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What does increasing automation mean for jobs and education?

13 August 2018 No Comment

By Rohit Talwar, Steve Wells, Alexandra Whittington, April Koury, and Helena Calle from Fast Future

The debate about the potential impact of artificial intelligence (AI) and automation on tasks, roles, jobs, employment, and incomes shows no signs of slowing, whether it’s doom-laden predictions of mass unemployment, or more positive predictions of a new wave of jobs being created.

People are legitimately clueless about factors such as how far and how deep these technologies will actually penetrate over the next five to twenty years; the scale of opportunities that will be generated in the new sectors and businesses that might emerge; and how the nature of work, roles, jobs, and workplaces might evolve over time.

How can we respond?  By thinking the unthinkable; particularly about preparing our children and the existing workforce for an uncertain future; creating new jobs and businesses; supporting the unemployed in a fair, dignified, and straightforward manner that supports their search for opportunities; and funding the transitions from this economy to future ones.

The key to all of this is education.  It’s becoming abundantly clear that at the national, business, and individual level, what will determine our ability to thrive in a rapidly evolving landscape are our levels of education and big picture awareness. Our capacity to navigate a turbulent landscape will be driven by our understanding of how the world is changing;  our digital literacy;  our capacity to think, reason, and solve problems; our ability to learn new skills and approaches quickly; and our mastery of life skills such as collaboration, scenario thinking, coping with uncertainty, and handling complexity.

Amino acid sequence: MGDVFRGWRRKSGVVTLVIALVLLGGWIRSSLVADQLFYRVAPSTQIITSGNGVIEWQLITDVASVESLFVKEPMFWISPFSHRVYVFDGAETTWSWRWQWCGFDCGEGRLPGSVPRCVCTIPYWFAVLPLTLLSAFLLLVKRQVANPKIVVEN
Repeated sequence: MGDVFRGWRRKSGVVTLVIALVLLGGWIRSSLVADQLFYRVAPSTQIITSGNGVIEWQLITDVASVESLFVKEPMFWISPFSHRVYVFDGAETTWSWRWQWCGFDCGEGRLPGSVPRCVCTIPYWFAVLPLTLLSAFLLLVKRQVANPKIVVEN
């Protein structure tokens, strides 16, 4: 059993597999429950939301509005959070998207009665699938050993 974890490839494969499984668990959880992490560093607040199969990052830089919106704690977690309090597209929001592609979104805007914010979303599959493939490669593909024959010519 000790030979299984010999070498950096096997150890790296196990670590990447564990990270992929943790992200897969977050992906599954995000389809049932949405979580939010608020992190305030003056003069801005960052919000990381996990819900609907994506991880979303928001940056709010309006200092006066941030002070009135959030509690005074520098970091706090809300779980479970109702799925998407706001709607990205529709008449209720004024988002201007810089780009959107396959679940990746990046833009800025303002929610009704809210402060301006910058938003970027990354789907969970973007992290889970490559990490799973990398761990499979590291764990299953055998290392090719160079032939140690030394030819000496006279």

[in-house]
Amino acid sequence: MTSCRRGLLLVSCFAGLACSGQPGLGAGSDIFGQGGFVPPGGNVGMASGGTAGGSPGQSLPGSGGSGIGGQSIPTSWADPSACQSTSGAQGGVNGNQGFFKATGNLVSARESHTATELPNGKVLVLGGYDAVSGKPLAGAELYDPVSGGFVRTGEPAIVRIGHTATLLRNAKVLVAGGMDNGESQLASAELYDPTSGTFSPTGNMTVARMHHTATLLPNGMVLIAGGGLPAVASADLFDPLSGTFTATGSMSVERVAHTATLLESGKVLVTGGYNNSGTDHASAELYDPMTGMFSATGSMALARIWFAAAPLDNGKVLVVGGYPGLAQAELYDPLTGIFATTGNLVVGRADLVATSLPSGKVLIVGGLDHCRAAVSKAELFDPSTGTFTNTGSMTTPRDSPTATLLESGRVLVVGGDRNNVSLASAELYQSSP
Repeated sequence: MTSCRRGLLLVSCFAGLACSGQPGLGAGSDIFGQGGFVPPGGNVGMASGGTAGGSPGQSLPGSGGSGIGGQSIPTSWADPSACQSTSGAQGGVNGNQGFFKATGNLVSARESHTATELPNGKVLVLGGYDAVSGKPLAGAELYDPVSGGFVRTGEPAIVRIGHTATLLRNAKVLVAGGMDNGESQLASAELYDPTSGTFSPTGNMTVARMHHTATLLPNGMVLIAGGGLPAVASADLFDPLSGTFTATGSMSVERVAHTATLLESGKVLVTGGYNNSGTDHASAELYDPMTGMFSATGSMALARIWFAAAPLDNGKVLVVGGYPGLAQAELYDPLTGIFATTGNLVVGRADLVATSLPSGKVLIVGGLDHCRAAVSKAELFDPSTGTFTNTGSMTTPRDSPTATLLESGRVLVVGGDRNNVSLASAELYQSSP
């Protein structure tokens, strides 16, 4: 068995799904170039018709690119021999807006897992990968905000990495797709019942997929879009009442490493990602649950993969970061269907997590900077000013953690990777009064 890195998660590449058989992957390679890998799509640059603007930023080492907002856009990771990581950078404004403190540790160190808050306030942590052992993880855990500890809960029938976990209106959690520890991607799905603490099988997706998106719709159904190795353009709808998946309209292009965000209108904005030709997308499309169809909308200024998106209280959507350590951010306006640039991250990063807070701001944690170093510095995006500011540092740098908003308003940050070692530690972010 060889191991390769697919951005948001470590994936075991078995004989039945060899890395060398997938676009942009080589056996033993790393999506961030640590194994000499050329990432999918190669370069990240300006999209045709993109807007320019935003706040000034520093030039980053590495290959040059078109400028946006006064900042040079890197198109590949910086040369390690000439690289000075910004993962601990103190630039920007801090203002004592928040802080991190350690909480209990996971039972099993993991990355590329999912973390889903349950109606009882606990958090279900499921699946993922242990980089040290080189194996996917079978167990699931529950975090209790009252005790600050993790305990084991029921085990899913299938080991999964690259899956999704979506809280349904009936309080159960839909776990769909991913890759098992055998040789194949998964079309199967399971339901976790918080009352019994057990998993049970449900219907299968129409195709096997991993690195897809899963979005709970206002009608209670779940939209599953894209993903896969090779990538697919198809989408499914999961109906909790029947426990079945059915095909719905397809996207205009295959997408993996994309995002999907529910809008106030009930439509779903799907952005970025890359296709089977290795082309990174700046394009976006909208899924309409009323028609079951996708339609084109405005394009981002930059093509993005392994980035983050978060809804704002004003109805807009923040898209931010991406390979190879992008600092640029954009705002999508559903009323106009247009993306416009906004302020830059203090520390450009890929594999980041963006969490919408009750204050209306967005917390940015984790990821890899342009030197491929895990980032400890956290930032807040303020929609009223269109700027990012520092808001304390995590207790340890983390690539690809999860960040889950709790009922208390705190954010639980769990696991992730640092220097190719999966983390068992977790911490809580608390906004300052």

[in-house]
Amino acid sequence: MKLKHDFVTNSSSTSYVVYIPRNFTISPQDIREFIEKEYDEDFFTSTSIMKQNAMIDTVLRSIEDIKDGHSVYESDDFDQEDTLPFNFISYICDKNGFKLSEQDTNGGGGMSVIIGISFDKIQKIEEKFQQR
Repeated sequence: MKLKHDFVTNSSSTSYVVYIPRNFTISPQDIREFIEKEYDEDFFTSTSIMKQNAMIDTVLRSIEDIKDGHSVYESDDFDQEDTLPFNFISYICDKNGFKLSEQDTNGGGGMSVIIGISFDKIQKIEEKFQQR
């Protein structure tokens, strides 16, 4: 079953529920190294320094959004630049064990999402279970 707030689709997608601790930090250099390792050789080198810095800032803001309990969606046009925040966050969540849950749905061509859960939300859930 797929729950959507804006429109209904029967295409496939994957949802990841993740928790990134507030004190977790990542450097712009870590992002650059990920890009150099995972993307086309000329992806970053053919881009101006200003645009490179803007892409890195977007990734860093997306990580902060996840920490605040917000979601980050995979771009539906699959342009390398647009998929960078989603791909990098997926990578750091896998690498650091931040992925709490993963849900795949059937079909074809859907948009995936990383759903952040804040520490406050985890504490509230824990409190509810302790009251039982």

These skills will help both our children and ourselves move from role to role in a world where job tenures are shortening but lifespans could be increasing. They will also help us start our own businesses and take greater responsibility for our own livelihoods. This is something that could become an increasing priority as medium to large organisations slim down their workforces through competitive pressures and automation.

 

A key part of the learning agenda here would be to take people into the new and emerging businesses to help them understand the changing nature of work and workplaces and learn about the skills they require now and in the emerging future. Support systems could be provided for communities to self-organise education and skills programs, sourcing tutors locally, and using attendee ratings and feedback to determine who best serves the needs of local communities. Clearly, pump priming might be required for areas where no such local tutoring talent exists. The key is to try a range of experiments, share the experiences, and scale the best practice models for different types and size of local community.

 

Ideas that could help include: abolishing Student Debt and Tuition Fees to encourage people to continue with education and inspire students to create new ideas, services, and businesses for a changing world; Training and Education Salaries to support those who are made redundant or struggling to find work in their current sector.  This could be taken further so that new salaried models of vocational training could be developed by evolving existing professional bodies and new ones;   Incentivising Learning – Continuing professional development might have to become compulsory or be incentivised through the tax system to encourage individuals to keep acquiring skills to help them move from job to job.

 

Alongside educating our children for the future, reskilling the nation and changing mindsets, a parallel process is required to help stimulate new jobs, and the businesses and industry sectors that will provide them.

 

 

 

ABOUT THE AUTHORS

Rohit Talwar, Steve Wells, Alexandra Whittington, April Koury, and Helena Calle are from Fast Future, a professional foresight firm specializing in delivering keynote speeches, executive education, research, and consulting on the emerging future. The latest books from Fast Future are: ‘Beyond Genuine Stupidity – Ensuring AI Serves Humanity’, and ‘The Future – Reinvented: Reimagining Life, Society, and Business’. And their forthcoming book is ‘500 Futures’. See: www.fastfuture.com

 

Web                           http://www.fastfuture.com

Twitter                            http://twitter.com/fastfuture

Blog                           http://blog.fastfuturepublishing.com/

LinkedIn                          http://www.linkedin.com/in/talwar

 

 

 

 

 

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